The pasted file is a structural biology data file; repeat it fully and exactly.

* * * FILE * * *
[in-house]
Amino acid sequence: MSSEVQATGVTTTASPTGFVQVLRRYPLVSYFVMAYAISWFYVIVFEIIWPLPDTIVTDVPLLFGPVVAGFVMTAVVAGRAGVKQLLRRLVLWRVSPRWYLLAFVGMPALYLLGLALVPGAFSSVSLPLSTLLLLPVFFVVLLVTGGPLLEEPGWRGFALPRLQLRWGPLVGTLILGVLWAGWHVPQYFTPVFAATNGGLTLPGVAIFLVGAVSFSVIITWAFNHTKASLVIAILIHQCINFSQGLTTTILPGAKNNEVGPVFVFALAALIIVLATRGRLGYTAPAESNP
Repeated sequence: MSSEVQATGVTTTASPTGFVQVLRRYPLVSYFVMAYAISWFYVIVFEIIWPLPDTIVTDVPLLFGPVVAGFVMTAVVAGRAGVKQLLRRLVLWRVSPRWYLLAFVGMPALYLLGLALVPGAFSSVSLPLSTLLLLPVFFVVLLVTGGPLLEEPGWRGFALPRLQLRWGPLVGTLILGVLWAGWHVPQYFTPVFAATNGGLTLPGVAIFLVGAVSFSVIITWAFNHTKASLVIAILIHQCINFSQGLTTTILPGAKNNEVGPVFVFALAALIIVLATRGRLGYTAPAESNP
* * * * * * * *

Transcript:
[in-house]
Amino acid sequence: MSSEVQATGVTTTASPTGFVQVLRRYPLVSYFVMAYAISWFYVIVFEIIWPLPDTIVTDVPLLFGPVVAGFVMTAVVAGRAGVKQLLRRLVLWRVSPRWYLLAFVGMPALYLLGLALVPGAFSSVSLPLSTLLLLPVFFVVLLVTGGPLLEEPGWRGFALPRLQLRWGPLVGTLILGVLWAGWHVPQYFTPVFAATNGGLTLPGVAIFLVGAVSFSVIITWAFNHTKASLVIAILIHQCINFSQGLTTTILPGAKNNEVGPVFVFALAALIIVLATRGRLGYTAPAESNP
Repeated sequence: MSSEVQATGVTTTASPTGFVQVLRRYPLVSYFVMAYAISWFYVIVFEIIWPLPDTIVTDVPLLFGPVVAGFVMTAVVAGRAGVKQLLRRLVLWRVSPRWYLLAFVGMPALYLLGLALVPGAFSSVSLPLSTLLLLPVFFVVLLVTGGPLLEEPGWRGFALPRLQLRWGPLVGTLILGVLWAGWHVPQYFTPVFAATNGGLTLPGVAIFLVGAVSFSVIITWAFNHTKASLVIAILIHQCINFSQGLTTTILPGAKNNEVGPVFVFALAALIIVLATRGRLGYTAPAESNP